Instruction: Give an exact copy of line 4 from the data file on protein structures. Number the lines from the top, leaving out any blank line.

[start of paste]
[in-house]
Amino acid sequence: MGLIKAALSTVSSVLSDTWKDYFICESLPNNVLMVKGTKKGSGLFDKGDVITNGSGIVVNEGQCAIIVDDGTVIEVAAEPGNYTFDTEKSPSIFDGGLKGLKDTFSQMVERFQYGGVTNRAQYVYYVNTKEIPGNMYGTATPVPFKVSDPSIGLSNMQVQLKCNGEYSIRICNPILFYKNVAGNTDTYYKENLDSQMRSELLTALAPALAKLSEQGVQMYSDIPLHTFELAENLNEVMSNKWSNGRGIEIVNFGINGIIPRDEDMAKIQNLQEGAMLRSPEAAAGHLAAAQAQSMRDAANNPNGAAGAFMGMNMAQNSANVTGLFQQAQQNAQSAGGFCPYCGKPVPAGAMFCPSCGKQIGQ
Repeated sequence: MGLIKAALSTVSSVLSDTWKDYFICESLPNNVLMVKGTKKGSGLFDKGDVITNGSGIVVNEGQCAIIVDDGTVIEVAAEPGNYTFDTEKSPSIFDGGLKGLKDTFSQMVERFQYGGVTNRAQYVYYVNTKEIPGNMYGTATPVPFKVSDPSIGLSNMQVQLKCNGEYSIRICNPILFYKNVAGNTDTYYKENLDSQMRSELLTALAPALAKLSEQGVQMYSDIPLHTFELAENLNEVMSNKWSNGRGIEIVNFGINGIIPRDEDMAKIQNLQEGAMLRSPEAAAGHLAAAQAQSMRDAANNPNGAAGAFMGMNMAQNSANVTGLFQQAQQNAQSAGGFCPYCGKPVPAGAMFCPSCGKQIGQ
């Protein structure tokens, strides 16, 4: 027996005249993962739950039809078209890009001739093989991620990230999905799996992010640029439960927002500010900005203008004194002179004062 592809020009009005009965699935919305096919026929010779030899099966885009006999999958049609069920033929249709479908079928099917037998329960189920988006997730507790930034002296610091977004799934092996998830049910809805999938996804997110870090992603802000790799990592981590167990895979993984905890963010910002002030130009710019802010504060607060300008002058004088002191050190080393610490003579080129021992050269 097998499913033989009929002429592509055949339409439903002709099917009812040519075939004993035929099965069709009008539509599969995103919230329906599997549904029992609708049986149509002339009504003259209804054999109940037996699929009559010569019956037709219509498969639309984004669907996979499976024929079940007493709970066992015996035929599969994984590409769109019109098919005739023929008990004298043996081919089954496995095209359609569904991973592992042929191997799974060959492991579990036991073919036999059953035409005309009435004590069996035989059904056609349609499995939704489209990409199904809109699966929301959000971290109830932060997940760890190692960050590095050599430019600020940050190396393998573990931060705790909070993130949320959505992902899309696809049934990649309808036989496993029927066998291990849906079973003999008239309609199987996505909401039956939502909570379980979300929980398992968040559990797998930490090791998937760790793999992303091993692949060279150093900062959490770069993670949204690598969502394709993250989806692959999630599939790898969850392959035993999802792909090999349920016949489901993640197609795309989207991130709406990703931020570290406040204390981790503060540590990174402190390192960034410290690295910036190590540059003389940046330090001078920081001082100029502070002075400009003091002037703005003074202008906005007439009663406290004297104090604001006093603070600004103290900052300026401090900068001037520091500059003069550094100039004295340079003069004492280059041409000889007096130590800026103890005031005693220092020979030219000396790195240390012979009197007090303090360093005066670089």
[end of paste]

């Protein structure tokens, strides 16, 4: 027996005249993962739950039809078209890009001739093989991620990230999905799996992010640029439960927002500010900005203008004194002179004062 592809020009009005009965699935919305096919026929010779030899099966885009006999999958049609069920033929249709479908079928099917037998329960189920988006997730507790930034002296610091977004799934092996998830049910809805999938996804997110870090992603802000790799990592981590167990895979993984905890963010910002002030130009710019802010504060607060300008002058004088002191050190080393610490003579080129021992050269 097998499913033989009929002429592509055949339409439903002709099917009812040519075939004993035929099965069709009008539509599969995103919230329906599997549904029992609708049986149509002339009504003259209804054999109940037996699929009559010569019956037709219509498969639309984004669907996979499976024929079940007493709970066992015996035929599969994984590409769109019109098919005739023929008990004298043996081919089954496995095209359609569904991973592992042929191997799974060959492991579990036991073919036999059953035409005309009435004590069996035989059904056609349609499995939704489209990409199904809109699966929301959000971290109830932060997940760890190692960050590095050599430019600020940050190396393998573990931060705790909070993130949320959505992902899309696809049934990649309808036989496993029927066998291990849906079973003999008239309609199987996505909401039956939502909570379980979300929980398992968040559990797998930490090791998937760790793999992303091993692949060279150093900062959490770069993670949204690598969502394709993250989806692959999630599939790898969850392959035993999802792909090999349920016949489901993640197609795309989207991130709406990703931020570290406040204390981790503060540590990174402190390192960034410290690295910036190590540059003389940046330090001078920081001082100029502070002075400009003091002037703005003074202008906005007439009663406290004297104090604001006093603070600004103290900052300026401090900068001037520091500059003069550094100039004295340079003069004492280059041409000889007096130590800026103890005031005693220092020979030219000396790195240390012979009197007090303090360093005066670089």